A net balance of 8% of manufacturers plan to increase spending on plant and machinery over the next 12 months. This is a strong turnaround from the -4% recorded in September.

Investment intentions for firms selling only on the domestic market are still flat, with a net balance of 2% of manufacturers planning to reduce spending on plant and machinery. In contrast, a net 12% of exporters plan to increase spending on plant and machinery.

Investment intentions, however, are much higher in the Lower North Island and South Island, reflecting the much stronger domestic growth in these regions.

Employment Levels Stronger than Expected

The stronger than expected improvement in domestic demand contributed to employment growth in the Lower North Island and South Island. A net 26% of Lower North Island manufacturers increased staff levels, while in the South Island a net 19% of firms took on more staff. By comparison and reflecting the difference in business activity, Upper North Island manufacturers were still shedding staff, with a net 6% reducing employee numbers in the quarter.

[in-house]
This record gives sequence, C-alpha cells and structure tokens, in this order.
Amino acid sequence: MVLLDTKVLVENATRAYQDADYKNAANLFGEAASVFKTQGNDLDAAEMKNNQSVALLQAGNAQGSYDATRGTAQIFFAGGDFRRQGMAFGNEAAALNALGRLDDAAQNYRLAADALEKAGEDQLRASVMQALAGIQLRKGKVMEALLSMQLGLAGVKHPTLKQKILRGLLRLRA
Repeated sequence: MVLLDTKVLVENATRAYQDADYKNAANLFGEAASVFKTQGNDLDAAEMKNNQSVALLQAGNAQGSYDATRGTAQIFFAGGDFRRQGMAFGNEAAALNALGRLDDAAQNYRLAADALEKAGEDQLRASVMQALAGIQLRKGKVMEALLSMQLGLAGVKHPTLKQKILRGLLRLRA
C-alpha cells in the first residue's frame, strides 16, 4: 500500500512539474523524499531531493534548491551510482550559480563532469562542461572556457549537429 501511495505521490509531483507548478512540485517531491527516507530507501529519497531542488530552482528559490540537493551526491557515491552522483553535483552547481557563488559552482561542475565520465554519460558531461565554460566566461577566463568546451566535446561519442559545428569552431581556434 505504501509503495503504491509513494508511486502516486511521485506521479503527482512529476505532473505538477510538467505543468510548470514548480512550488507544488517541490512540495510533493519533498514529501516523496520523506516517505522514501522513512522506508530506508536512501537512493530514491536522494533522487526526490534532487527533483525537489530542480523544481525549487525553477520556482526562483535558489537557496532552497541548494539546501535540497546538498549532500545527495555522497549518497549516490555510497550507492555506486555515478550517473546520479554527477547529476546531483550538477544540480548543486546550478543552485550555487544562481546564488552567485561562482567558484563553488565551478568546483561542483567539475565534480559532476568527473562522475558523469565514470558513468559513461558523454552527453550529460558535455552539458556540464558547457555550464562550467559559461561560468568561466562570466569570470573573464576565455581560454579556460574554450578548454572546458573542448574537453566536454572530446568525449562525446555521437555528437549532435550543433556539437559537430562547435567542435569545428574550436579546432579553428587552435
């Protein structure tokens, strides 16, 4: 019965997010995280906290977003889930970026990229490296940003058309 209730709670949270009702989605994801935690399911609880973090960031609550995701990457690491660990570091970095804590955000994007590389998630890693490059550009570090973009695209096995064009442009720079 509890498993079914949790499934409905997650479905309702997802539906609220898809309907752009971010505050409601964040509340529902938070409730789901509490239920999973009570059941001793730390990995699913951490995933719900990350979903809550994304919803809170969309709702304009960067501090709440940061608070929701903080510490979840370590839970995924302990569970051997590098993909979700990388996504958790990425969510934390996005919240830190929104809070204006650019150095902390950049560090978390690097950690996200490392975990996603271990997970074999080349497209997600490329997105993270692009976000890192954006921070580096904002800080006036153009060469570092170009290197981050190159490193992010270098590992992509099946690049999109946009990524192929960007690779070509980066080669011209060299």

Future expectations for employment are still flat with a net 1% of firms expecting to reduce staff in the March quarter, reflecting strong productivity improvement expectations.

Stock Levels Under Control

Manufacturers are more comfortable with finished stock levels, but still plan to continue to reduce raw stocks and finished stock levels. A net 5% of firms plan to reduce raw material stocks while a net 9% plan to reduce raw material stocks.

Labour Market a Constraint on Growth

6% of manufacturers in the quarter identified labour as the single factor most limiting their ability to increase turnover. This was a consistent concern across all regions with 6% of Upper North Island, and 5% of Lower North Island and South Island manufacturers, identifying labour as their most significant constraint.

Manufacturers are reporting it is harder to find both skilled and unskilled labour, so appear to be focussing on improving higher productivity to achieve higher growth.